It gets even more complicated than that. Once I helped organize a party and inexplicably people drank on average two more alcoholic drinks per night than normal. One variable we could discover was that we did not have bitter lemon on hand that day. We did further experiments and every time we left out the bitter lemon, people drank more alcohol. Our dataset was not endless, however. It could have been a trend or coincidence. It could have been the humidity or a commercial on TV. Causality is very difficult and you’ll often make mistakes when trying to trace back to it.

Similarly, one product could attract new customers that are particularly profitable in the long run, while the product itself could not be that profitable. Famously, supermarkets have loss leaders such as baked beans or tinned tomato paste which lose them money while gaining them customers. You could notice that, once there are no apples, people buy a lot more of other fruit, or they may never return to you. So, you won’t be able to perfectly make the ideal product mix, but, thinking about how much you can make and sell per minute is an extremely insightful way to think about business choices and product mix.

For example, at a 3D printing service bureau, we looked at the total volume of all parts that were to be produced that week and then optimized all the builds that week, rather than optimize for just one machine that day. This significantly increased our throughput and profit overall. This may sound super simple, but others don’t do it.

At one point I also discovered that we should not engage with ad agencies, which were big-ticket customers but the overall sales cycle and payment time took too long, so it didn’t make sense for us because we could better focus our efforts elsewhere to get money more quickly.
Large customers wanted deals from us that would give them discounts and us a lot of volume. We said no, preferring to focus on consumers and SMB because they paid upfront and not 30, 60 or even 90 days later. In this case, the cash you actually have is king, not the cash you were promised.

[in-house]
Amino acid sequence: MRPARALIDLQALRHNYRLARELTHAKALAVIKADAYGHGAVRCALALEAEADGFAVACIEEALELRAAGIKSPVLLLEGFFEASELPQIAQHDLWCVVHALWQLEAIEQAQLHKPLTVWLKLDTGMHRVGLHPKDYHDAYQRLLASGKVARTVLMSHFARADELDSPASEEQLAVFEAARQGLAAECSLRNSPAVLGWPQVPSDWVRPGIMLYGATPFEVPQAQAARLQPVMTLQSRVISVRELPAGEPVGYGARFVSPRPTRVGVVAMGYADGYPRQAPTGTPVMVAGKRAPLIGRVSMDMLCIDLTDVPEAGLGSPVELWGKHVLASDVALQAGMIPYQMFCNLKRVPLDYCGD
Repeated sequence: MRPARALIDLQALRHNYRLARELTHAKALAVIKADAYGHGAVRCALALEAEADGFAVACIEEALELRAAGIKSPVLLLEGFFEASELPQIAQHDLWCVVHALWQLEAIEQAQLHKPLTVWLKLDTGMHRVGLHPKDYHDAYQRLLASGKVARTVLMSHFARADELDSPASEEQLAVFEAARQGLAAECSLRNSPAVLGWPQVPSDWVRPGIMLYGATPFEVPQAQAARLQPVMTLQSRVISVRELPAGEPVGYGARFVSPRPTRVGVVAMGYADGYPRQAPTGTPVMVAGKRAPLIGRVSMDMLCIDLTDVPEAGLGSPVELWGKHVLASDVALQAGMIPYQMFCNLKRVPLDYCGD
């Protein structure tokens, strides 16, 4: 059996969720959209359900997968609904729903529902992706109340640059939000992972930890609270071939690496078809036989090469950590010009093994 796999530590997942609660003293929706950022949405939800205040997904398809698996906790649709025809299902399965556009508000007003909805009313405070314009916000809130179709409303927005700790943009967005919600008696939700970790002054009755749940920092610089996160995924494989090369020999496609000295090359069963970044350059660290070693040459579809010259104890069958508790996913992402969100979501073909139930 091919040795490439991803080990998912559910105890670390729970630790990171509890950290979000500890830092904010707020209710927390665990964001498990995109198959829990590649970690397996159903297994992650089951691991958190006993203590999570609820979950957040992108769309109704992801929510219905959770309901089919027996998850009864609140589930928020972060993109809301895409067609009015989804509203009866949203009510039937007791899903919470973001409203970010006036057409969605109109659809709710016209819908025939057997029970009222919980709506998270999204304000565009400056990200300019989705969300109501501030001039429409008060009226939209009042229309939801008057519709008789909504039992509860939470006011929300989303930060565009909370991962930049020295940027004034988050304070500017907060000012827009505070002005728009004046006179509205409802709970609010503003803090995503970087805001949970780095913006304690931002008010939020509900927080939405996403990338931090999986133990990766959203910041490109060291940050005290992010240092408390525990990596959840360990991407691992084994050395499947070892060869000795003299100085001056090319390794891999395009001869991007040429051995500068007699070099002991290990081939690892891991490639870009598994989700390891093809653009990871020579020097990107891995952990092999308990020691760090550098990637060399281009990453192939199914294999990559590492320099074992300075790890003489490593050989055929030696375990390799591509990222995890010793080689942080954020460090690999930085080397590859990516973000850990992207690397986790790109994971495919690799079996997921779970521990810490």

At one point, I used this model to convince my boss to say no to a $20,000 customer whose order would disrupt hundreds of $20 customers orders. The $20,000 order would be a one-time job for an art object and they would be working on it for months after. In that time the hundreds of $20 customers would have ordered much more from us. Here, the loyalty and time to reorder from the many beat the big-ticket item.
At one point I wanted to grow in Latin America and wanted to identify which customers to target there. We concluded we should not advertise in Brazil because it took us longer to get to the customer due to customs and shipping problems. Then, we looked again at the numbers and concluded that we shouldn’t expand to Latin America at all, but rather focus our efforts on Europe. Shipping was faster, so we got repeat orders more quickly, and they gave us recommendations and newer customers faster. By deploying our cash in a more targeted way, it could come back to us faster.
It’s not a panacea, but it has given me lots of interesting insight into roadblocks in profitability. Small, compact, easy-to-print items are vastly more profitable to us than random, thin, finicky, big things. Often we don’t realize that we can influence and even determine the types of customers and parts that we produce. If you start looking at how much cash per minute your 3D printing operation can generate, you may find yourself taking much more profitable decisions.

Share this Article

Recent News

Siemens Energy and DNV Automate Metal 3D Printing Quality Control and Certification

What We Know About the Dental 3D Printing Industry Will Soon Change


3D Design

3D Printed Art

3D Printed Food

3D Printed Guns

You May Also Like

TPM Launches New 3D Printing Lab in the Heart of the Southeast’s Advanced Manufacturing Hub

On June 1, TPM, a digitization solutions company based in Greenville, South Carolina, opened its new Additive Manufacturing (AM) Lab, also in Greenville. TPM sells hardware, software, and materials for...

3D Printing Webinar & Event Roundup: June 4, 2023

In this week’s roundup, Stratasys has a few stops on its road trip, and TCT 3Sixty is taking place in Birmingham. There are also webinars about automotive 3D printing, electron...


3D Systems Confirms Bid to Buy Stratasys to Create $1.84B 3D Printing Company

See the update at end of this article. In what has to be one of the 3D printing industry’s biggest news weeks, additive manufacturing (AM) pioneer 3D Systems (NYSE: DDD)...

3D Printing News Unpeeled: Stratasys, Nano Dimension and 3D Systems

Today we’re talking about all the merger options on offer between Desktop Metal, Stratasys, Nano Dimension and 3D Systems. It seems like most people in this industry are publicly saying...